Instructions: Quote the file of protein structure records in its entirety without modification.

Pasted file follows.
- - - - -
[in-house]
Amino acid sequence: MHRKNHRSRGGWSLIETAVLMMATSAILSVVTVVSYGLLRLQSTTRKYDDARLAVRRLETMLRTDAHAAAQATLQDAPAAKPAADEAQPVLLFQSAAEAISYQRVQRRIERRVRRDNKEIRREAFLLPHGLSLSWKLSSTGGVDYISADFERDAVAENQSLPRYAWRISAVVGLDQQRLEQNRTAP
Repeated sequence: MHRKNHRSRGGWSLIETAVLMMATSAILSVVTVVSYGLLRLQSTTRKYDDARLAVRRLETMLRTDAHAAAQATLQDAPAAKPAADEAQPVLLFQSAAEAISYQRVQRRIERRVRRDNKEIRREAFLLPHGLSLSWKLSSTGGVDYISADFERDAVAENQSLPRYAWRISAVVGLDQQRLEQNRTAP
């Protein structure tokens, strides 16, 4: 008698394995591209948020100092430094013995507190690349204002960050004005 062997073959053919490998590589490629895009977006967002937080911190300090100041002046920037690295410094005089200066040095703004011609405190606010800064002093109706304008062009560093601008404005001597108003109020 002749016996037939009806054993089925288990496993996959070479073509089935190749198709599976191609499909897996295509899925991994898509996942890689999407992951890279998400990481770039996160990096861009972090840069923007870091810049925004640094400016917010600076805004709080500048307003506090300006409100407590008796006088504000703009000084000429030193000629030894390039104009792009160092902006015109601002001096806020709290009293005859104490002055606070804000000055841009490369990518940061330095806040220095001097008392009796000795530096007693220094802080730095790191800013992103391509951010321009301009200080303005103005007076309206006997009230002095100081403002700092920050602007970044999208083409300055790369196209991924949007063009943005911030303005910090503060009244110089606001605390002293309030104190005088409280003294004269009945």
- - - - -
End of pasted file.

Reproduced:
[in-house]
Amino acid sequence: MHRKNHRSRGGWSLIETAVLMMATSAILSVVTVVSYGLLRLQSTTRKYDDARLAVRRLETMLRTDAHAAAQATLQDAPAAKPAADEAQPVLLFQSAAEAISYQRVQRRIERRVRRDNKEIRREAFLLPHGLSLSWKLSSTGGVDYISADFERDAVAENQSLPRYAWRISAVVGLDQQRLEQNRTAP
Repeated sequence: MHRKNHRSRGGWSLIETAVLMMATSAILSVVTVVSYGLLRLQSTTRKYDDARLAVRRLETMLRTDAHAAAQATLQDAPAAKPAADEAQPVLLFQSAAEAISYQRVQRRIERRVRRDNKEIRREAFLLPHGLSLSWKLSSTGGVDYISADFERDAVAENQSLPRYAWRISAVVGLDQQRLEQNRTAP
């Protein structure tokens, strides 16, 4: 008698394995591209948020100092430094013995507190690349204002960050004005 062997073959053919490998590589490629895009977006967002937080911190300090100041002046920037690295410094005089200066040095703004011609405190606010800064002093109706304008062009560093601008404005001597108003109020 002749016996037939009806054993089925288990496993996959070479073509089935190749198709599976191609499909897996295509899925991994898509996942890689999407992951890279998400990481770039996160990096861009972090840069923007870091810049925004640094400016917010600076805004709080500048307003506090300006409100407590008796006088504000703009000084000429030193000629030894390039104009792009160092902006015109601002001096806020709290009293005859104490002055606070804000000055841009490369990518940061330095806040220095001097008392009796000795530096007693220094802080730095790191800013992103391509951010321009301009200080303005103005007076309206006997009230002095100081403002700092920050602007970044999208083409300055790369196209991924949007063009943005911030303005910090503060009244110089606001605390002293309030104190005088409280003294004269009945």